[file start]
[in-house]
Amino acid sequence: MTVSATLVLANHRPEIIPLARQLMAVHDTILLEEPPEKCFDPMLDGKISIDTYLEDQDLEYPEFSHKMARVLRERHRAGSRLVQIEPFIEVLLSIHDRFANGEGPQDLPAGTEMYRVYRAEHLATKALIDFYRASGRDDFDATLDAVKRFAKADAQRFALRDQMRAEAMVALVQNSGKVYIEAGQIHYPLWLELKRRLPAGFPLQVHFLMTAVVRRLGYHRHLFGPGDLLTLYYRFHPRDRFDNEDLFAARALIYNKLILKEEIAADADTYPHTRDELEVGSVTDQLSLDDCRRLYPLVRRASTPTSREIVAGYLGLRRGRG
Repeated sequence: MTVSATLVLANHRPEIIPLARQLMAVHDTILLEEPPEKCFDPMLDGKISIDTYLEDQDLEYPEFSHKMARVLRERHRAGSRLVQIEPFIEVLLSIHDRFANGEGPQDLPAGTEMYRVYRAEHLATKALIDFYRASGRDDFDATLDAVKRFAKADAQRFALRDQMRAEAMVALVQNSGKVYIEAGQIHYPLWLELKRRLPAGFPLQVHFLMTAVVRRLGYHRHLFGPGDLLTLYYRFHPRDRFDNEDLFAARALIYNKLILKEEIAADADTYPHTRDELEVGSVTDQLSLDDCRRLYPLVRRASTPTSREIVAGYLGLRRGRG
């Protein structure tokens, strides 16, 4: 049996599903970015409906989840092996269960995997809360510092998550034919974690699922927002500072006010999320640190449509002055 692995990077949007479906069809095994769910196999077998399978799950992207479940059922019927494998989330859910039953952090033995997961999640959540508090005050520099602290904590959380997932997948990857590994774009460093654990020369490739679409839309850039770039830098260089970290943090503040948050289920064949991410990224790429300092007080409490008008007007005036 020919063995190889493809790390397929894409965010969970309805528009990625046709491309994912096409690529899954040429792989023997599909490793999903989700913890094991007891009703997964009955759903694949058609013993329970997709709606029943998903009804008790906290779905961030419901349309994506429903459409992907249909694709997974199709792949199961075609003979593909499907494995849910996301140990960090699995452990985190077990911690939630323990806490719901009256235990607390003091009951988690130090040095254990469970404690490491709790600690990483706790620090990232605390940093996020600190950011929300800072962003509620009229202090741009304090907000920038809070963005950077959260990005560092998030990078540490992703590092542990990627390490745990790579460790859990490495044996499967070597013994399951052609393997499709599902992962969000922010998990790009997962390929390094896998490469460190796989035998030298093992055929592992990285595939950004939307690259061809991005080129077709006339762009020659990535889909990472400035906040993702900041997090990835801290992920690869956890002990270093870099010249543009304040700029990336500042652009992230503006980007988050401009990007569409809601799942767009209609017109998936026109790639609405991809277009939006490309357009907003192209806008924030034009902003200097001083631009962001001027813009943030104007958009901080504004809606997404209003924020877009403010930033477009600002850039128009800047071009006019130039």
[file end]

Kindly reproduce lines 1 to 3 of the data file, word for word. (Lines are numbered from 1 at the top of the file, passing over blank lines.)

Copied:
[in-house]
Amino acid sequence: MTVSATLVLANHRPEIIPLARQLMAVHDTILLEEPPEKCFDPMLDGKISIDTYLEDQDLEYPEFSHKMARVLRERHRAGSRLVQIEPFIEVLLSIHDRFANGEGPQDLPAGTEMYRVYRAEHLATKALIDFYRASGRDDFDATLDAVKRFAKADAQRFALRDQMRAEAMVALVQNSGKVYIEAGQIHYPLWLELKRRLPAGFPLQVHFLMTAVVRRLGYHRHLFGPGDLLTLYYRFHPRDRFDNEDLFAARALIYNKLILKEEIAADADTYPHTRDELEVGSVTDQLSLDDCRRLYPLVRRASTPTSREIVAGYLGLRRGRG
Repeated sequence: MTVSATLVLANHRPEIIPLARQLMAVHDTILLEEPPEKCFDPMLDGKISIDTYLEDQDLEYPEFSHKMARVLRERHRAGSRLVQIEPFIEVLLSIHDRFANGEGPQDLPAGTEMYRVYRAEHLATKALIDFYRASGRDDFDATLDAVKRFAKADAQRFALRDQMRAEAMVALVQNSGKVYIEAGQIHYPLWLELKRRLPAGFPLQVHFLMTAVVRRLGYHRHLFGPGDLLTLYYRFHPRDRFDNEDLFAARALIYNKLILKEEIAADADTYPHTRDELEVGSVTDQLSLDDCRRLYPLVRRASTPTSREIVAGYLGLRRGRG